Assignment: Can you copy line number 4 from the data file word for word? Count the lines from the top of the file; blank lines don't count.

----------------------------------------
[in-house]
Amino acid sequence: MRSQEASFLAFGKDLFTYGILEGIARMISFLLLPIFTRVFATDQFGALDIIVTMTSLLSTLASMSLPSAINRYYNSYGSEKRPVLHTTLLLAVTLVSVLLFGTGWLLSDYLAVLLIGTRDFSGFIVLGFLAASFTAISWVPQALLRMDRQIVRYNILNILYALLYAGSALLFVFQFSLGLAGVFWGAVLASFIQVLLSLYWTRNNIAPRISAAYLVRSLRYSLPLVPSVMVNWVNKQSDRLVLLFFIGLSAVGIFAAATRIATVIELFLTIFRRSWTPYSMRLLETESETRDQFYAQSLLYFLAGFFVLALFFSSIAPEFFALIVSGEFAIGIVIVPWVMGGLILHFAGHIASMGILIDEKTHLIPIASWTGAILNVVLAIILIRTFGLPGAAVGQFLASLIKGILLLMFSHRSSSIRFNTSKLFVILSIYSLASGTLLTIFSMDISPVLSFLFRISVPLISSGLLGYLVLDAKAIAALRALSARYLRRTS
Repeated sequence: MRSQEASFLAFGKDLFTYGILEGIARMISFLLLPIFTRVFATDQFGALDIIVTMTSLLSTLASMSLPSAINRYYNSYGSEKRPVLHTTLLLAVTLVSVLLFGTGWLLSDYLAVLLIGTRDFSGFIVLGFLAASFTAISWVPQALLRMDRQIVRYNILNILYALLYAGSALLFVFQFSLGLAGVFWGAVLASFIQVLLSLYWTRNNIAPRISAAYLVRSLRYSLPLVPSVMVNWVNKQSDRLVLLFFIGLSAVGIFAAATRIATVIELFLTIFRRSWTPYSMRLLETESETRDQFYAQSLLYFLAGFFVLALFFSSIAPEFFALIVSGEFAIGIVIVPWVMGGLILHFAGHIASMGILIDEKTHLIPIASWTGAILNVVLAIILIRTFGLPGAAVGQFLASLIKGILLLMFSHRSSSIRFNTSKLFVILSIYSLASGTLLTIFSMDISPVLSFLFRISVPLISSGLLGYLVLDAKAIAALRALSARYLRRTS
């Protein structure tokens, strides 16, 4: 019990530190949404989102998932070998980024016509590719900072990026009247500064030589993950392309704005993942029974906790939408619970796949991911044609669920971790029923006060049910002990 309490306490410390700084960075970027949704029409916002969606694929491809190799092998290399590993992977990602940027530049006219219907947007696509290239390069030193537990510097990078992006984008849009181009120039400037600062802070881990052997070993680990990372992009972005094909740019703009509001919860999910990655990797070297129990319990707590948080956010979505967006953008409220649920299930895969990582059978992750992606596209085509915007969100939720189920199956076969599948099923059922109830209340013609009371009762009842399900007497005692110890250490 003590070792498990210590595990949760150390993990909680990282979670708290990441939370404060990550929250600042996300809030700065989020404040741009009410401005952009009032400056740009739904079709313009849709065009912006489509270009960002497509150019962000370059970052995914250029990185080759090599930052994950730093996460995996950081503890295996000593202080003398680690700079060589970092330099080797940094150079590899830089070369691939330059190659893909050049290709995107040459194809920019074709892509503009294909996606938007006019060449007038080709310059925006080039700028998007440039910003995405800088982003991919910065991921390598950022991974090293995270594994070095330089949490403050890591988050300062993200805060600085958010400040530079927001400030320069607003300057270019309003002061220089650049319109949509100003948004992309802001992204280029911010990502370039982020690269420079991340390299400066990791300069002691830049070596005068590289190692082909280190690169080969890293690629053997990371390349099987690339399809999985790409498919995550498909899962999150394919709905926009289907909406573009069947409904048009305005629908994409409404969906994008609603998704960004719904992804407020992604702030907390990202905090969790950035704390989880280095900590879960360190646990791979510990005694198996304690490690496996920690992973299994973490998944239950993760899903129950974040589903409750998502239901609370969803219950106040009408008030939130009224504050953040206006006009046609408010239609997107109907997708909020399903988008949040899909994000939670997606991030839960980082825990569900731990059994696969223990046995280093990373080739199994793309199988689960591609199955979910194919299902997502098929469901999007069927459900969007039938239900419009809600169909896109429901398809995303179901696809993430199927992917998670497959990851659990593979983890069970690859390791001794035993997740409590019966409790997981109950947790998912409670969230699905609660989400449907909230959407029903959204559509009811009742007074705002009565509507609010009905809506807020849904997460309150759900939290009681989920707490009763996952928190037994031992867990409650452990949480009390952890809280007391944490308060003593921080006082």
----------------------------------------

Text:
């Protein structure tokens, strides 16, 4: 019990530190949404989102998932070998980024016509590719900072990026009247500064030589993950392309704005993942029974906790939408619970796949991911044609669920971790029923006060049910002990 309490306490410390700084960075970027949704029409916002969606694929491809190799092998290399590993992977990602940027530049006219219907947007696509290239390069030193537990510097990078992006984008849009181009120039400037600062802070881990052997070993680990990372992009972005094909740019703009509001919860999910990655990797070297129990319990707590948080956010979505967006953008409220649920299930895969990582059978992750992606596209085509915007969100939720189920199956076969599948099923059922109830209340013609009371009762009842399900007497005692110890250490 003590070792498990210590595990949760150390993990909680990282979670708290990441939370404060990550929250600042996300809030700065989020404040741009009410401005952009009032400056740009739904079709313009849709065009912006489509270009960002497509150019962000370059970052995914250029990185080759090599930052994950730093996460995996950081503890295996000593202080003398680690700079060589970092330099080797940094150079590899830089070369691939330059190659893909050049290709995107040459194809920019074709892509503009294909996606938007006019060449007038080709310059925006080039700028998007440039910003995405800088982003991919910065991921390598950022991974090293995270594994070095330089949490403050890591988050300062993200805060600085958010400040530079927001400030320069607003300057270019309003002061220089650049319109949509100003948004992309802001992204280029911010990502370039982020690269420079991340390299400066990791300069002691830049070596005068590289190692082909280190690169080969890293690629053997990371390349099987690339399809999985790409498919995550498909899962999150394919709905926009289907909406573009069947409904048009305005629908994409409404969906994008609603998704960004719904992804407020992604702030907390990202905090969790950035704390989880280095900590879960360190646990791979510990005694198996304690490690496996920690992973299994973490998944239950993760899903129950974040589903409750998502239901609370969803219950106040009408008030939130009224504050953040206006006009046609408010239609997107109907997708909020399903988008949040899909994000939670997606991030839960980082825990569900731990059994696969223990046995280093990373080739199994793309199988689960591609199955979910194919299902997502098929469901999007069927459900969007039938239900419009809600169909896109429901398809995303179901696809993430199927992917998670497959990851659990593979983890069970690859390791001794035993997740409590019966409790997981109950947790998912409670969230699905609660989400449907909230959407029903959204559509009811009742007074705002009565509507609010009905809506807020849904997460309150759900939290009681989920707490009763996952928190037994031992867990409650452990949480009390952890809280007391944490308060003593921080006082």